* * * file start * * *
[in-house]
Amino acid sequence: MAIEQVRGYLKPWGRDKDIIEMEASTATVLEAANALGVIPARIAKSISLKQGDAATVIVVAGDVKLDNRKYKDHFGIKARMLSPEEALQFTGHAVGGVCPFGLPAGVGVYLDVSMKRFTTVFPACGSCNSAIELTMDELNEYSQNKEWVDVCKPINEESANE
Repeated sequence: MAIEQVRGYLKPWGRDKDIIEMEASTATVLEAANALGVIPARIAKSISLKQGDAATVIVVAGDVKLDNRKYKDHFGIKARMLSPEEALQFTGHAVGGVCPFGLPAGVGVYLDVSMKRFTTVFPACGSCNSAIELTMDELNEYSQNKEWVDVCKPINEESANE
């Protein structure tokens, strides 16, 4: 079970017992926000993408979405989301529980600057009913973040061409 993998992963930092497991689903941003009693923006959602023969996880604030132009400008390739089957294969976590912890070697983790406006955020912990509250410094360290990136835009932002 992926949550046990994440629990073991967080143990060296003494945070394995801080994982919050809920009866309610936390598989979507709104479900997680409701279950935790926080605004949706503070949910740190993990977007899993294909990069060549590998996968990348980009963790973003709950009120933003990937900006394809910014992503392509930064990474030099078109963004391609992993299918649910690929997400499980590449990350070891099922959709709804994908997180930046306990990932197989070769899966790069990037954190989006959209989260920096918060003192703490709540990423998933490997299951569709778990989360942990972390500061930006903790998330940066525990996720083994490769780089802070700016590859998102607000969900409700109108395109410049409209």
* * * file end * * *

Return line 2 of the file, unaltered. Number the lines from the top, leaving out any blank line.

Amino acid sequence: MAIEQVRGYLKPWGRDKDIIEMEASTATVLEAANALGVIPARIAKSISLKQGDAATVIVVAGDVKLDNRKYKDHFGIKARMLSPEEALQFTGHAVGGVCPFGLPAGVGVYLDVSMKRFTTVFPACGSCNSAIELTMDELNEYSQNKEWVDVCKPINEESANE